Friends of Silver Bow Fly Shop staff reported excellent fishing on the North Fork of the Clearwater and Kelly Creek in Idaho. Large cutthroat seemed especially fond of nymphing and streamer patterns, but orange foam dries also proved extremely effective.
Now that Banks Lake’s water level is down, fly fishermen wading for carp have been able to cover a little more water and be more successful. If you haven’t tried it, don’t knock it. It’s kind of like fishing for bonefish in the Florida Keys.
The Lochsa River is a beautiful little river, and the fly fishing for cutthroat is good now for anglers throwing hoppers.
The North Fork of the Coeur d’Alene hasn’t been getting a lot of attention lately, but small hoppers in the riffles of the lower stretches might be the best option early fall.
The Spokane River has been giving up decent numbers of fish in the early morning hours, but the current weather forecast could change things quickly. Red- and purple-colored chubbies generate plenty of activity in the slots when matched with a jig prince or caddis underneath.
Salmon and steelhead
The leading edge of this year’s chinook run is just hitting Bonneville Dam and should peak at the Hanford Reach any time now. Anglers will also soon be landing bright chinook at White Bluffs and the stretch below Priest Rapids Dam.
Reports of steelhead being taken at the Clearwater have been trickling in, but the overall numbers remain pathetically low. Both gear and fly guys have reported catches, however, and the crowds have been non-existent, which may up your odds of catching a fish.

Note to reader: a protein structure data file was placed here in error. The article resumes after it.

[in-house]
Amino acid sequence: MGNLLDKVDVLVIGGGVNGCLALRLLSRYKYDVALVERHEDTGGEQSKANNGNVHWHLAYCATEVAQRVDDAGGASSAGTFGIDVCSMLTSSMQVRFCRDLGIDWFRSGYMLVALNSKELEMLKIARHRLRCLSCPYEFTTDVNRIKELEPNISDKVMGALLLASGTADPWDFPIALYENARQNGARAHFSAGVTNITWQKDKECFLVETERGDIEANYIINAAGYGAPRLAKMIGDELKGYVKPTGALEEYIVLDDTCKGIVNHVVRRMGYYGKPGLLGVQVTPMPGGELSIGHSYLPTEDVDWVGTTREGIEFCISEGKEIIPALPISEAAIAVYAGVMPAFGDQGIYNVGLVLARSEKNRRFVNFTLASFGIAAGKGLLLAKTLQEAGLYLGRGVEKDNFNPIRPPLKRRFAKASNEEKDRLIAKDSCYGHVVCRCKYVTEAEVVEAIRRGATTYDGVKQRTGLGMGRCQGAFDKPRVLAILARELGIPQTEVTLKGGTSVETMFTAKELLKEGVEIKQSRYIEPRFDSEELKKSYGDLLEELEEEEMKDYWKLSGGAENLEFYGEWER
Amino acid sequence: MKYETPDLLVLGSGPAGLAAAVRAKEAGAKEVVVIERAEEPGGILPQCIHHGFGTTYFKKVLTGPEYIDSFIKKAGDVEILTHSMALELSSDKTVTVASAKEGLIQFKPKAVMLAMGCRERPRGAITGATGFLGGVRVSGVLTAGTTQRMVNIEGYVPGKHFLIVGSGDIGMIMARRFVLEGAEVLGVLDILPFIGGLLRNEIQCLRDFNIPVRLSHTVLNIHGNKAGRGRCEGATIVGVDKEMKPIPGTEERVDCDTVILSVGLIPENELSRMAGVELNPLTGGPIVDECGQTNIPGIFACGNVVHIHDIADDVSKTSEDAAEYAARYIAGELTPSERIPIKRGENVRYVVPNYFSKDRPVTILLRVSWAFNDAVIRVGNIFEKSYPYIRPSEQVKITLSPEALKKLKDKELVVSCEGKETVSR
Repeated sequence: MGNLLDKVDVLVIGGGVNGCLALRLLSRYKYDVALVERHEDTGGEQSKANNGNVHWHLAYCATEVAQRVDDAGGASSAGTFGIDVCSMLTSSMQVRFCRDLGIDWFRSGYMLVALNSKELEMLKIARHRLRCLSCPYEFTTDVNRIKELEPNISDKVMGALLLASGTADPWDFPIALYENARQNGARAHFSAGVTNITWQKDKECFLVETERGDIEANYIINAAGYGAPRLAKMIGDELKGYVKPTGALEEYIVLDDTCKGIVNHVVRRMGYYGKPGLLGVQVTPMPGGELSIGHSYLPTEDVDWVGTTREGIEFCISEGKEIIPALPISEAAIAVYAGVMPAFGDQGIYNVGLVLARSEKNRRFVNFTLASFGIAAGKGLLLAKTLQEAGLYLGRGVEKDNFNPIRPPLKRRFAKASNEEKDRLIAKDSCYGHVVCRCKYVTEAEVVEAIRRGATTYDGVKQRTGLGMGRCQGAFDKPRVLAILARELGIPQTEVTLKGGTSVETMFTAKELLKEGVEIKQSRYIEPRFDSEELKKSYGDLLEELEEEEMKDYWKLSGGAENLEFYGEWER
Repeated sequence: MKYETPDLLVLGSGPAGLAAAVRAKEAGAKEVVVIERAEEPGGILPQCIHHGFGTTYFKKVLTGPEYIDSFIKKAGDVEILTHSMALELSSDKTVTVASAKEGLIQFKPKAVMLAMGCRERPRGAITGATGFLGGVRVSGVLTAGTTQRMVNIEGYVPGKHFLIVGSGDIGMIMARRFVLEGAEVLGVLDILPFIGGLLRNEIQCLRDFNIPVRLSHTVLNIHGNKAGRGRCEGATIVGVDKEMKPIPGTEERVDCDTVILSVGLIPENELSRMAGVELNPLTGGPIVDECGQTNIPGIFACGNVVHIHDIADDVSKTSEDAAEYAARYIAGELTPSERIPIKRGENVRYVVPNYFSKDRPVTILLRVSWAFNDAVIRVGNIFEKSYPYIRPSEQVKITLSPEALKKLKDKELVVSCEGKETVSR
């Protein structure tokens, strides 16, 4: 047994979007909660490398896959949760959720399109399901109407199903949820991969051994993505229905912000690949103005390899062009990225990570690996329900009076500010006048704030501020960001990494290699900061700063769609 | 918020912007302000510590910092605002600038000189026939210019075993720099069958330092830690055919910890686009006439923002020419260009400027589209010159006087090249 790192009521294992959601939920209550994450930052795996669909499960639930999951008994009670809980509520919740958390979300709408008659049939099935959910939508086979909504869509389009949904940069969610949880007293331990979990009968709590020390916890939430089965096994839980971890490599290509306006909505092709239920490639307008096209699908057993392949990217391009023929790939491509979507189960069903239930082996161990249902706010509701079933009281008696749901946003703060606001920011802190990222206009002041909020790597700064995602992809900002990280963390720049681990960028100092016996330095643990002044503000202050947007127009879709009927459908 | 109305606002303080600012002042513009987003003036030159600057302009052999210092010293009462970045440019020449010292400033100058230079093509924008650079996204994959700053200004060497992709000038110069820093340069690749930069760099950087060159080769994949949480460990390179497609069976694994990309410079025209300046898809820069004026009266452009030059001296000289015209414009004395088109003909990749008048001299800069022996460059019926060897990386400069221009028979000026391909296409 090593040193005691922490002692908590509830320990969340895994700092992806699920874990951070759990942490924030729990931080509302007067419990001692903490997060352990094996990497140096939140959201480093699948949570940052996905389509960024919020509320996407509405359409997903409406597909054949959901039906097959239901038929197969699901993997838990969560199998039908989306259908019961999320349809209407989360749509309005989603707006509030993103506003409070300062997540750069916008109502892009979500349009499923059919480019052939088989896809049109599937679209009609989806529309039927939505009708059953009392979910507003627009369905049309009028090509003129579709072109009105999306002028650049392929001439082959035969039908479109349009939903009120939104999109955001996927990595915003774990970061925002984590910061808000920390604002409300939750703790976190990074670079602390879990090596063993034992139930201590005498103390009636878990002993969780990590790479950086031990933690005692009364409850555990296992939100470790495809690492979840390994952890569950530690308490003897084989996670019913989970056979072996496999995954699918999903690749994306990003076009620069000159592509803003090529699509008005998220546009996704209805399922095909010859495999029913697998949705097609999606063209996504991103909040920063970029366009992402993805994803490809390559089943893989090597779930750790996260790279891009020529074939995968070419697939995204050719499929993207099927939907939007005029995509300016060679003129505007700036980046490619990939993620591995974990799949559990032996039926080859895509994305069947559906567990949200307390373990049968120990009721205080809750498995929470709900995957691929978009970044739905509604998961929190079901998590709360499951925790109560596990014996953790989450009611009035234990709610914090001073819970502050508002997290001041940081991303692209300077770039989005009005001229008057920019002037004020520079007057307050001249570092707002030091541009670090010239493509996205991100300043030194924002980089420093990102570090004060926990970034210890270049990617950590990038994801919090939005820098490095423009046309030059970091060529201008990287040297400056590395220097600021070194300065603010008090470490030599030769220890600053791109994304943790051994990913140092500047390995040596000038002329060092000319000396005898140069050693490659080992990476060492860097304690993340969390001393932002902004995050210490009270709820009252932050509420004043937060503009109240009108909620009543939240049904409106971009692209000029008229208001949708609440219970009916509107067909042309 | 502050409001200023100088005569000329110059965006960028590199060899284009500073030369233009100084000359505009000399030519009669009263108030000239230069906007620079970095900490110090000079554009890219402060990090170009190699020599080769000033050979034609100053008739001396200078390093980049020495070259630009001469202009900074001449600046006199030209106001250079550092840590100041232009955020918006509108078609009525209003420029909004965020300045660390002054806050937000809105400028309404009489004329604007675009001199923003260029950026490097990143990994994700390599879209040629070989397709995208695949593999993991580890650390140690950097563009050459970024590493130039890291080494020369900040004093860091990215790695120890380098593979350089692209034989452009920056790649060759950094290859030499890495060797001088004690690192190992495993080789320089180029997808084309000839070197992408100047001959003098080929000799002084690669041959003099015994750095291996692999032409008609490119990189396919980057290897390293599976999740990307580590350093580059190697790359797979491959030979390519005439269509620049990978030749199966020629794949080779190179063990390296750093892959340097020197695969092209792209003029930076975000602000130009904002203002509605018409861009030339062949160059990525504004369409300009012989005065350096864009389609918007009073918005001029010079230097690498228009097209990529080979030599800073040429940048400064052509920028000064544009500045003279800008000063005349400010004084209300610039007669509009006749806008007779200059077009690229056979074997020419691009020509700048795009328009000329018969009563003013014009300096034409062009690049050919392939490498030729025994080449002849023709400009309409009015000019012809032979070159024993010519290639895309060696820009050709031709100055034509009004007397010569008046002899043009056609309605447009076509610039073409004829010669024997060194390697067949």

Trout and kokanee
Fishing is slow at the trout-stocked lakes on the Wooten Wildlife Area along the Tucannon River in Columbia County. Area manager Kari Dingman says if the weather changes from hot and dry to cool and wet, fishing should pick up again.
Catch-and-release trout fishing on the Methow River – from country road Bridge 1535 (Burma Rd.) upstream to Gold Creek – closes Sept. 15. The Methow River from Gold Creek upstream to Foghorn Dam closes on Sept. 30.
Deer Lake rainbow enthusiasts trolling Kekedas in 35 feet of water near the south end have been hauling in beautiful 2- to 3-pound fish. Pink and orange are the favored colors right now. Tipped with worm, the combination can be lethal.
Night fishing Loon Lake kokanee seemed to be slowing a bit, based on the bite my wife and I had Sunday night, but close sources say it’s picking up in the cove just south of Granite Point Resort. Fish glow hooks tipped with maggots or white corn just off the bottom, in 30-32 feet of water. Adjust your depth in one foot increments if the bite is slow.
Lake Roosevelt anglers Jeff and Debbie Liddell, of Seven Bays, enjoyed a decent day on the lake, pulling in some nice rainbows just south of mile marker 25. Trolling Bikini Needlefish in front of six colors proved deadly for more than few. The pace was far from furious, but watching a black bear play on the shore filled in the downtime.
The pike in Lake Coeur d’Alene are of decent size recently, with several fish in the teens being netted. Spinner baits are still working best in 12 feet of water.
The coves at Banks Lake, along the north shoreline of Steamboat Rock, have been lousy with smallmouth, with nearly every cast producing a strike. Crankbaits have been highly reliable, but the basic bobber/hook/worm combination has also been a worthy contender. Most fish have been on the smaller side of the 1- to 2-pound range.